We provide information and emotional support to lesbian, gay, bisexual and transgender people and their families, friends and supporters across Scotland. We are also here to support those questioning or wanting to discuss their sexuality or gender identity. The LGBT Helpline is open every Tuesday and Wednesday between 12-9pm on 0300 123 2523. You can also email us confidentially on email@example.com.
Want to know more?
LGBT Helpline Scotland has its very own website found at www.lgbt-helpline-scotland.org.uk. The website provides further information and a Q&A section. It tells you more about what we do, how we can support you, or how you can keep your call as private as possible.
Who will answer your call?
The helpline is supported by experienced, trained, friendly, non-judgemental staff and volunteers who are happy to listen. Not all of us identity as LGBT, but we are all experienced in supporting LGBT people with a wide range of issues.
What will the call cost?
Calls to this number will cost you the same as calls to local landline numbers, and they are included in any special call allowances or packages you may have either on a mobile or landline.
Why call the helpline?
You can bring anything to the call. We have access to a wide range of information on, for example, sexual health, support organisations, social groups, the commercial ‘scene’ and where to get support with any issues you have. We are also here for you if you just want to talk. It can be comforting to explore your feelings, get something off your chest or just to know that you are not alone. We can discuss a range of issues with you including sexuality, coming out, gender identity, relationships and sexual and emotional wellbeing. We understand that it can be difficult to pick up the phone, but please remember that your call is confidential and we are not here to judge you or tell you what to do; simply to support you in whatever you are going through.
We know that it can feel embarrassing to talk through these kinds of things with your GP or other professionals, and it may not be so easy to talk to a partner about sex. We are not healthcare professionals and we don’t have specialised medical knowledge, but we are trained and experienced in safer sex matters and in talking about sex, sexuality and sexual health. If we don’t know the answers, we’ll point you in the direction of someone who does.
LGBT Hate Crime
If you have been the victim of an LGBT hate crime or incident, or if you are an LGBT person who has been targeted due to your race, faith/belief or disability, our helpline can provide you with immediate support both emotionally and with the practicalities of dealing with what’s happened to you. We can help you to decide whether and how to involve the police and we can report the incident confidentially on your behalf – even if you wish to remain anonymous. Our third party reporting service allows you to report a crime or incident confidentially to a supportive third party, rather than directly to the police. You can remote report anonymously, which can still give the police information that helps them fight hate crime and increase community safety.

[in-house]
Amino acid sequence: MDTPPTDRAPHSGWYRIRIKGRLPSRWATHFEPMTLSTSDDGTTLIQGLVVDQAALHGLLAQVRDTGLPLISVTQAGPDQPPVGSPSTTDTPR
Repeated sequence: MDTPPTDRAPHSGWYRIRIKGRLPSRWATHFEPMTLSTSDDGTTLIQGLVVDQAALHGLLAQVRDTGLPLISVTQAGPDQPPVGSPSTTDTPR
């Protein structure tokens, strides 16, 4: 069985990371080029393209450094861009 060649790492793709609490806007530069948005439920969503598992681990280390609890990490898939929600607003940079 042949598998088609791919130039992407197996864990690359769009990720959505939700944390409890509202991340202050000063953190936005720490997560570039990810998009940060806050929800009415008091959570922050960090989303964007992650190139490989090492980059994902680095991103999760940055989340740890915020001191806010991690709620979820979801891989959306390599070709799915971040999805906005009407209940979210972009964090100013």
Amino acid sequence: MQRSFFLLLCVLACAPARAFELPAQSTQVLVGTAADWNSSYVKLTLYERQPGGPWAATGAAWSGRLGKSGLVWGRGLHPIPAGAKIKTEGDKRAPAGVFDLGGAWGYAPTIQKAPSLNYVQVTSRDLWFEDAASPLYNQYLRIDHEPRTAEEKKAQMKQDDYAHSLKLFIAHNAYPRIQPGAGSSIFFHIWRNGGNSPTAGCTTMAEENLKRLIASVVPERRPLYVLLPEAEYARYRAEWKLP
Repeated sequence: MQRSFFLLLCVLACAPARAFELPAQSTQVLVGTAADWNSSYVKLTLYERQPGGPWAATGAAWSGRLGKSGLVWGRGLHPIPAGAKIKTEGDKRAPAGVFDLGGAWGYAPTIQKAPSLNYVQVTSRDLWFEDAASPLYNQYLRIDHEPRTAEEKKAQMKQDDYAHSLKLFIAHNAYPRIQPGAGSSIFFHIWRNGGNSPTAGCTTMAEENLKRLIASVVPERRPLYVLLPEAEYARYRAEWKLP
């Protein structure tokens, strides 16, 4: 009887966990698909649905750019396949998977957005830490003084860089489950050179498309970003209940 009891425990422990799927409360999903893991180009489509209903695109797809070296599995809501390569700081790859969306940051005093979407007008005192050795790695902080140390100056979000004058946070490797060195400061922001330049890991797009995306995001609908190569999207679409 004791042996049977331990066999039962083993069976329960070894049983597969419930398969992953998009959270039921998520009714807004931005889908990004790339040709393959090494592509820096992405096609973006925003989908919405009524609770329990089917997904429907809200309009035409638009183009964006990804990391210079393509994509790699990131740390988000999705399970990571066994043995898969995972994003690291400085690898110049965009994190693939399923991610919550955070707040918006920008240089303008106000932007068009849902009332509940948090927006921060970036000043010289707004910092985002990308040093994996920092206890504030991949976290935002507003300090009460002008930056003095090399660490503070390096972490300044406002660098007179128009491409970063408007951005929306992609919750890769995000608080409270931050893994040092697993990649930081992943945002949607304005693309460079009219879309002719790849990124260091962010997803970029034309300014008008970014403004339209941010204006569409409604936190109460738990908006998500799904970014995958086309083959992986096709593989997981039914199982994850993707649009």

Domestic Abuse and LGBT People
Domestic abuse affects people of all sexual orientations and gender identities or expressions. It is a pattern of controlling behaviours by a partner or ex-partner and can be emotional, mental, financial, physical or sexual. It may also include homophobic, biphobic or transphobic abuse. We realise that domestic abuse can be extremely difficult to talk about, but LGBT Helpline Scotland will talk things through with you at your own pace and on your own terms. We will not force you to discuss anything that feels uncomfortable, and we will never take any action against your partner unless you want us to (or unless you are in serious immediate danger).
If you are lesbian, gay, bisexual or transgender and think that you might be experiencing domestic abuse, call LGBT Helpline Scotland for support on 0300 123 2523 (Tues/Weds, 12-9pm). If you would like some information about how you can keep yourself safe, The LGBT Domestic Abuse Project has some excellent information on their website (the project is run by LGBT Youth Scotland, but this information is designed for LGBT people of all ages).
Police Scotland are sensitive to the needs of LGBT people experiencing domestic abuse. You can report domestic abuse on their website or alternatively you can discuss it with us first if you are unsure.
If you need support outside of our helpline hours, contact Abused Men in Scotland (AMIS) or Scottish Womens Aid (both services are LGB and trans* inclusive). Rape Crisis Scotland provides support to people of all genders and sexual orientations who have experienced sexual violence.